Wakefield man held on $100K bail for bombing hoax - 7News Boston WHDH-TV

Wakefield man held on $100K bail for bombing hoax

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The Wakefield man accused in a hoax involving a bag at the Marathon finish line was arraigned in court on Wednesday.

Kevin "Kayvon" Edson, 25, has been charged with making a false bomb threat, disturbing the peace, disorderly conduct, possession of a hoax device and disturbing a public assembly.

Edson pleaded not guilty in Boston Municipal Court, allegedly telling police that he knew that he was doing.

"It was being conceived in my head. It was symbolism... the performance got the best of me," he said according to lawyers.

Prosecutors ordered the MassArt student be held on $100,000 bail and has been sent to Bridgewater State Hospital for a psychiatric evaluation.

His mother said that Edson has bipolar disorder. He has been off his medication for months.

In a statement, his family said, "Our family is so sorry and emotionally overwhelmed by the events at the finish line of the Boston Marathon yesterday. To have this happen on the one-year anniversary of such a horrific crime is unfathomable."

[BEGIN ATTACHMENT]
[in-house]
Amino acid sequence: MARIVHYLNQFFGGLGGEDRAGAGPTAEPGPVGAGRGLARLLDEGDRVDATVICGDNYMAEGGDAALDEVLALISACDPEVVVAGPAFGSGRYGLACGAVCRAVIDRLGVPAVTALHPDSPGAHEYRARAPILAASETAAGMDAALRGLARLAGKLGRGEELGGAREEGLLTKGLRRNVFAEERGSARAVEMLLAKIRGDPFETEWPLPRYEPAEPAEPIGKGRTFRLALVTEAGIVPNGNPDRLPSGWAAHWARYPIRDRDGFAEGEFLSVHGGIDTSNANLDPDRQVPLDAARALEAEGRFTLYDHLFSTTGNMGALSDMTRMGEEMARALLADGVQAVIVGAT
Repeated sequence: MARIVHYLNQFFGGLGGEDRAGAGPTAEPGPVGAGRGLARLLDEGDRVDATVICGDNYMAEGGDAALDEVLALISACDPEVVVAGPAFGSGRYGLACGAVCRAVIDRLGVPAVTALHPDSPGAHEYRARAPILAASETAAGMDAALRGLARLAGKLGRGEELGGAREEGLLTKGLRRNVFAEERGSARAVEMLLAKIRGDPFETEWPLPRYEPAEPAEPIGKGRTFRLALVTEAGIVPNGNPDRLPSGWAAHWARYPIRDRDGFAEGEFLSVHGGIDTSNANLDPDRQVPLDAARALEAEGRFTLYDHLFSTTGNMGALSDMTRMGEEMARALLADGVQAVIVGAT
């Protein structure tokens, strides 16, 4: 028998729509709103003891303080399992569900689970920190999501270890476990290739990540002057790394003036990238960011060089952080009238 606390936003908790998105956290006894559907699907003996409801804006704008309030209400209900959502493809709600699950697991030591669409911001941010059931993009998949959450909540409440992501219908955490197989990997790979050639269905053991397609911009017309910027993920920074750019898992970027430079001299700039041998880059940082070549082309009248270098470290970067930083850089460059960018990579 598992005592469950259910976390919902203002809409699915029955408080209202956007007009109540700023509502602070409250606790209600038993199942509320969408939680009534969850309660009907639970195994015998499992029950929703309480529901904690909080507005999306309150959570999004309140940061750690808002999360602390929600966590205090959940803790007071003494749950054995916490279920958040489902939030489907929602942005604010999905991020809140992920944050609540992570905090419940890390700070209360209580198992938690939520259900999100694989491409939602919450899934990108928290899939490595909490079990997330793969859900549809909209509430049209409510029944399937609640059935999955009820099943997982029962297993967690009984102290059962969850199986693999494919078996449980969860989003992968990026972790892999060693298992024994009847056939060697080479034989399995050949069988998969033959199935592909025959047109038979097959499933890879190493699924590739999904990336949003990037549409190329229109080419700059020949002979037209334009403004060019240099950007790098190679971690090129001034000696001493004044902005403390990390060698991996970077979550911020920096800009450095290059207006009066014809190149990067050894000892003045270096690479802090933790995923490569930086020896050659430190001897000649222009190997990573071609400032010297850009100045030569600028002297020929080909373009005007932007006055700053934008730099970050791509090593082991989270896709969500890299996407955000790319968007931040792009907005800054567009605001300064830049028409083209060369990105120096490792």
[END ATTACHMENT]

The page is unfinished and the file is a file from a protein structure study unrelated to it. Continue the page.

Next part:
The scene near the Boston Marathon finish line was evacuated Tuesday night when a bare-foot man, identified later as Edson, dressed in black and carrying a large backpack ran towards the finish line yelling “Boston Strong.” He told officers that he had a rice cooker in his backpack.

Boston Mayor Marty Walsh said Edson should not have made it as far as he did.

“Did he jump in the street where the cameras were? It's hard to answer that question but if he walked two blocks, he should not have been allowed to walk two blocks,” Mayor Walsh said.

Police said Edson did not breech security because Boylston was open to pedestrians at the time.

A second suspicious backpack was also found Tuesday. Officers determined it had been left behind by a media outlet and was not dangerous, but it too was destroyed as a precaution.

"With the marathon coming, our officers are taking it seriously," police Superintendent Randall Halstead said. "The safety of the public is utmost."

The Associated Press contributed to this report.

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